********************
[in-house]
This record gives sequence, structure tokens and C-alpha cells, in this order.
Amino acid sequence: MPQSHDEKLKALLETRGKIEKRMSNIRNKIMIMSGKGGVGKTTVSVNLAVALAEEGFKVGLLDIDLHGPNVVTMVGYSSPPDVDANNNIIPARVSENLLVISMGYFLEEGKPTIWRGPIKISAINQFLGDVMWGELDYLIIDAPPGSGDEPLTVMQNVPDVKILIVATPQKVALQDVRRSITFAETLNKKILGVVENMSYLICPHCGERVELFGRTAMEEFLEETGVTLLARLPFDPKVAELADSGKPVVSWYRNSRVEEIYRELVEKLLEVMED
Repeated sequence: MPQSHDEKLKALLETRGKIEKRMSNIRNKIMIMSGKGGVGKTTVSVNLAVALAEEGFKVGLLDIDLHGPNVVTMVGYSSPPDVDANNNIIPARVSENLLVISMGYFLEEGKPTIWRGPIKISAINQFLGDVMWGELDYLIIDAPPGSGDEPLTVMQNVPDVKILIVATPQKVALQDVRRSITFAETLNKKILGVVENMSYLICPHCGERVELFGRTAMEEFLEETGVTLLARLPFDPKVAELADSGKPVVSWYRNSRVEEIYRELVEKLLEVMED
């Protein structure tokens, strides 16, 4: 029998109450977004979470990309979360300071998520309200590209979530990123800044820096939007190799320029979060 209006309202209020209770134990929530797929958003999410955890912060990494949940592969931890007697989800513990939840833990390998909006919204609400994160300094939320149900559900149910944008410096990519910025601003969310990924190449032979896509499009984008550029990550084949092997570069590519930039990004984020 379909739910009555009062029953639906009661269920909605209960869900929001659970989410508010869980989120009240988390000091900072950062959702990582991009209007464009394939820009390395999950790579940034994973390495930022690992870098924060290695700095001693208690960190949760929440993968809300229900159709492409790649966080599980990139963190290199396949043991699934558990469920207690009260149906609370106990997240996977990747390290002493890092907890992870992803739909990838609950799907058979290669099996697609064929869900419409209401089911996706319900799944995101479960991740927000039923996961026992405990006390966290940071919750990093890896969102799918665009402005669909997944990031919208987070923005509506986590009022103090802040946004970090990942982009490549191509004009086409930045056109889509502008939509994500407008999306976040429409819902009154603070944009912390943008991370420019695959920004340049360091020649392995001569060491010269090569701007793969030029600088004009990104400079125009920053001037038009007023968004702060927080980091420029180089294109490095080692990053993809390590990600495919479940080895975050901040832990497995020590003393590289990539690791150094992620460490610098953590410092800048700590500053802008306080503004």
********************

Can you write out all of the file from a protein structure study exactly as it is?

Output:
[in-house]
This record gives sequence, structure tokens and C-alpha cells, in this order.
Amino acid sequence: MPQSHDEKLKALLETRGKIEKRMSNIRNKIMIMSGKGGVGKTTVSVNLAVALAEEGFKVGLLDIDLHGPNVVTMVGYSSPPDVDANNNIIPARVSENLLVISMGYFLEEGKPTIWRGPIKISAINQFLGDVMWGELDYLIIDAPPGSGDEPLTVMQNVPDVKILIVATPQKVALQDVRRSITFAETLNKKILGVVENMSYLICPHCGERVELFGRTAMEEFLEETGVTLLARLPFDPKVAELADSGKPVVSWYRNSRVEEIYRELVEKLLEVMED
Repeated sequence: MPQSHDEKLKALLETRGKIEKRMSNIRNKIMIMSGKGGVGKTTVSVNLAVALAEEGFKVGLLDIDLHGPNVVTMVGYSSPPDVDANNNIIPARVSENLLVISMGYFLEEGKPTIWRGPIKISAINQFLGDVMWGELDYLIIDAPPGSGDEPLTVMQNVPDVKILIVATPQKVALQDVRRSITFAETLNKKILGVVENMSYLICPHCGERVELFGRTAMEEFLEETGVTLLARLPFDPKVAELADSGKPVVSWYRNSRVEEIYRELVEKLLEVMED
């Protein structure tokens, strides 16, 4: 029998109450977004979470990309979360300071998520309200590209979530990123800044820096939007190799320029979060 209006309202209020209770134990929530797929958003999410955890912060990494949940592969931890007697989800513990939840833990390998909006919204609400994160300094939320149900559900149910944008410096990519910025601003969310990924190449032979896509499009984008550029990550084949092997570069590519930039990004984020 379909739910009555009062029953639906009661269920909605209960869900929001659970989410508010869980989120009240988390000091900072950062959702990582991009209007464009394939820009390395999950790579940034994973390495930022690992870098924060290695700095001693208690960190949760929440993968809300229900159709492409790649966080599980990139963190290199396949043991699934558990469920207690009260149906609370106990997240996977990747390290002493890092907890992870992803739909990838609950799907058979290669099996697609064929869900419409209401089911996706319900799944995101479960991740927000039923996961026992405990006390966290940071919750990093890896969102799918665009402005669909997944990031919208987070923005509506986590009022103090802040946004970090990942982009490549191509004009086409930045056109889509502008939509994500407008999306976040429409819902009154603070944009912390943008991370420019695959920004340049360091020649392995001569060491010269090569701007793969030029600088004009990104400079125009920053001037038009007023968004702060927080980091420029180089294109490095080692990053993809390590990600495919479940080895975050901040832990497995020590003393590289990539690791150094992620460490610098953590410092800048700590500053802008306080503004």